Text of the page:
Almost a quarter of subpar water samples taken from homes across the UK failed water purity tests because of poor plumbing, a national body for water safety has claimed.

Each year, thousands of water samples are tested for bacteria and substances such as pesticides and metals. Results are then published in an annual report by the chief inspector of drinking water.

Responding to findings published in the latest report, national organisation WaterSafe says that the subpar quality of tap water samples taken from homes around the country can be attributed to a number of factors relating to poor household plumbing.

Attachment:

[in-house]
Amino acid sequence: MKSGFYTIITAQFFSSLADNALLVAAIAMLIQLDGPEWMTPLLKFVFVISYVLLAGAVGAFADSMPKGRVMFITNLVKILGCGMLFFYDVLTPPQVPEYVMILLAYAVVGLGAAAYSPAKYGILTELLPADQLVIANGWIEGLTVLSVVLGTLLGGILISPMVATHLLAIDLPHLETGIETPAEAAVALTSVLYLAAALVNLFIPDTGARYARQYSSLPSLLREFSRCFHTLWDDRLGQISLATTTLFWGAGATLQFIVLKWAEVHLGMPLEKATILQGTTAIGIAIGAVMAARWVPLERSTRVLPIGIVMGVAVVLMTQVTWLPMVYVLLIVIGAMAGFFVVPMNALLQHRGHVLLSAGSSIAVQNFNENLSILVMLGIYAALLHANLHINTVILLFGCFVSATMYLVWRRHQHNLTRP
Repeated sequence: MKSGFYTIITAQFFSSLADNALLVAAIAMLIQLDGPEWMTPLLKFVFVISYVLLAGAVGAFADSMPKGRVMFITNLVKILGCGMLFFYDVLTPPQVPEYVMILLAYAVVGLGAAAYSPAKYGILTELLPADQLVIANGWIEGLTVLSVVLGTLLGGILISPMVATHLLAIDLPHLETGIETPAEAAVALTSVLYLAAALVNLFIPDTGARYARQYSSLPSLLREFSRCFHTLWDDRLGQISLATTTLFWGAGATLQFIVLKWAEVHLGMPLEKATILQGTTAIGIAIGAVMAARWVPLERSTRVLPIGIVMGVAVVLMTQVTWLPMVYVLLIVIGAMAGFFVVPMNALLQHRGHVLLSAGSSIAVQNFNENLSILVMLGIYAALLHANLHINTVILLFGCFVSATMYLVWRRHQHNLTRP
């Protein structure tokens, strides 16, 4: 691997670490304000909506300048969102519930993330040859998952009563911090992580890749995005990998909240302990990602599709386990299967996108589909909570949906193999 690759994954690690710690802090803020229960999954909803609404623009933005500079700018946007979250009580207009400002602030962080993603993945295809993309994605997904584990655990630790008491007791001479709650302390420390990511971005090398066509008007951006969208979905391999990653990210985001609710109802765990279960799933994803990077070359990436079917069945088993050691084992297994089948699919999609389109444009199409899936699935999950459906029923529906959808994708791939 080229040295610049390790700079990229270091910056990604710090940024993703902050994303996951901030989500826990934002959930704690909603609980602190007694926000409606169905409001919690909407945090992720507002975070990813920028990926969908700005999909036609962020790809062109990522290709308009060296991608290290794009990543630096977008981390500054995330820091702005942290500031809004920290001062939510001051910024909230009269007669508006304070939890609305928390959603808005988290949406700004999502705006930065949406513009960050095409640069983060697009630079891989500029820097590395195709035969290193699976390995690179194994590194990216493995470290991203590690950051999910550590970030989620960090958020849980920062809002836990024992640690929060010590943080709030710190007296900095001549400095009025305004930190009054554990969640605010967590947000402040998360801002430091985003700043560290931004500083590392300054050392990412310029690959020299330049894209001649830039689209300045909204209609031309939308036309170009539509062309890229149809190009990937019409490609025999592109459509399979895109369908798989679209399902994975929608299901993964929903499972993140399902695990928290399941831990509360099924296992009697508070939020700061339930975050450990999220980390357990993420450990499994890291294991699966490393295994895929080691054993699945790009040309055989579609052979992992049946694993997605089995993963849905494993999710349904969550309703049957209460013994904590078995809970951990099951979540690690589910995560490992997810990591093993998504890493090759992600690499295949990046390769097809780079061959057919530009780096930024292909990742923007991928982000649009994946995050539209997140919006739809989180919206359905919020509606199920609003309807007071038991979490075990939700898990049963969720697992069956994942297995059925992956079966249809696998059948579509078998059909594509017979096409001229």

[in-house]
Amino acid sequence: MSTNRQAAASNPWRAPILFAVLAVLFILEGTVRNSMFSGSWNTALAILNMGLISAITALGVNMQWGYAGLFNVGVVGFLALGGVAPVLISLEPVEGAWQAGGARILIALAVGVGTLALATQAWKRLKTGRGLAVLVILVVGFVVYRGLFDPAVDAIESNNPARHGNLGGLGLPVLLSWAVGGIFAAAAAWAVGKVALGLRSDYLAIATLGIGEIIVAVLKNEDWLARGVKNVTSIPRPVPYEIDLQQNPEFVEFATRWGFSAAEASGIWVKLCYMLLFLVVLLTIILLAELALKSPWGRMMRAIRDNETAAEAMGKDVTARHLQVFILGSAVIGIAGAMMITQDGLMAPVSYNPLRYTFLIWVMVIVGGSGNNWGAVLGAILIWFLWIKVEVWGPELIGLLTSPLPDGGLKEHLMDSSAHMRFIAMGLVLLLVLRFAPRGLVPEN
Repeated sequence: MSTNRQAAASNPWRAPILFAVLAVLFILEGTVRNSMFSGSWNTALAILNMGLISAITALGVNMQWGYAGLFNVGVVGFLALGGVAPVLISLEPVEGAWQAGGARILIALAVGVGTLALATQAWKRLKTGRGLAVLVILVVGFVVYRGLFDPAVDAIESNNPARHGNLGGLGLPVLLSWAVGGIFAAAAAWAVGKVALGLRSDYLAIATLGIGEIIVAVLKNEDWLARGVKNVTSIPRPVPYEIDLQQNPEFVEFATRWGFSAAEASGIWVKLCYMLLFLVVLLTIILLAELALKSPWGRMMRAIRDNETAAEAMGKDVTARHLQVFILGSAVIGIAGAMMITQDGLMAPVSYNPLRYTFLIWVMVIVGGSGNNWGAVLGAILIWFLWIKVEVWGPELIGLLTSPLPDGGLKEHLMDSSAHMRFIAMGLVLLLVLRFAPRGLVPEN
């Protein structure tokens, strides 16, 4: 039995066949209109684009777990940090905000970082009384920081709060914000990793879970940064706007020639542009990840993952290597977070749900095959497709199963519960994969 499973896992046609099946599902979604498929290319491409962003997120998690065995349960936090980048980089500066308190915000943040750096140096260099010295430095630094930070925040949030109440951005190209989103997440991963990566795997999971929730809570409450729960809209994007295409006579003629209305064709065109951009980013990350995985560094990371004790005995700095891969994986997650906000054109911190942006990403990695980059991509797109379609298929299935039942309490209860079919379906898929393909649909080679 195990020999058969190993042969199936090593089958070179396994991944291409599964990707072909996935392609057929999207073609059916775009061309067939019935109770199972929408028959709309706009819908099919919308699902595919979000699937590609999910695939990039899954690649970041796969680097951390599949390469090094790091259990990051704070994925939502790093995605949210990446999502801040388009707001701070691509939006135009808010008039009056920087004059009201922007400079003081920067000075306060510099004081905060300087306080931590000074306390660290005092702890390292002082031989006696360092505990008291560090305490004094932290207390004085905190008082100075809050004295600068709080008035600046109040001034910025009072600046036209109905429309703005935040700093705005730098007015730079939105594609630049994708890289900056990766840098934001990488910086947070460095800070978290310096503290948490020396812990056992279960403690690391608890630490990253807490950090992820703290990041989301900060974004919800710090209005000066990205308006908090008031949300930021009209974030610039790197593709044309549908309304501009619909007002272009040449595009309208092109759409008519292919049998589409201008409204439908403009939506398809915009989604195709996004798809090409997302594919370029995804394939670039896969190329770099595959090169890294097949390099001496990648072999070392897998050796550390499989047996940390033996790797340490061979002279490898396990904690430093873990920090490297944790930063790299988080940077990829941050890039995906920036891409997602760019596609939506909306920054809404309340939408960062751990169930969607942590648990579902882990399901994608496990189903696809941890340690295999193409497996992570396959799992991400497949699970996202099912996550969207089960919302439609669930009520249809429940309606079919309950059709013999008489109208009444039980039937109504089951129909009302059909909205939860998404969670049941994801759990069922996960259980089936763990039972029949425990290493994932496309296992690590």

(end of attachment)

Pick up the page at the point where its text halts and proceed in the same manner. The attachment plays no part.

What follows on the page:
While the majority of samples met the mark in terms of quality, a small number failed in water purity testing, of which 24 per cent did so because of wrongly connected pipework, sub-standard fixtures or poor tap hygiene.

These factors can cause drinking water quality to deteriorate once the fluid reaches private pipes, which in turn could cause contamination, WaterSafe warns.

Julie Spinks, director of WaterSafe, said that many people don’t realise there are various elements that may affect the quality of water, including “lead pipes, poor quality taps and fittings and even wrongly connected appliances, such as dishwashers, washing machines and even toilets”.

The chief inspector of drinking water for England and Wales Marcus Rink said that consumers need to be aware of the risks poses by poor plumbing and fixtures in terms of water quality. He urged the public not to take any chances and always use the services of reputable plumbers.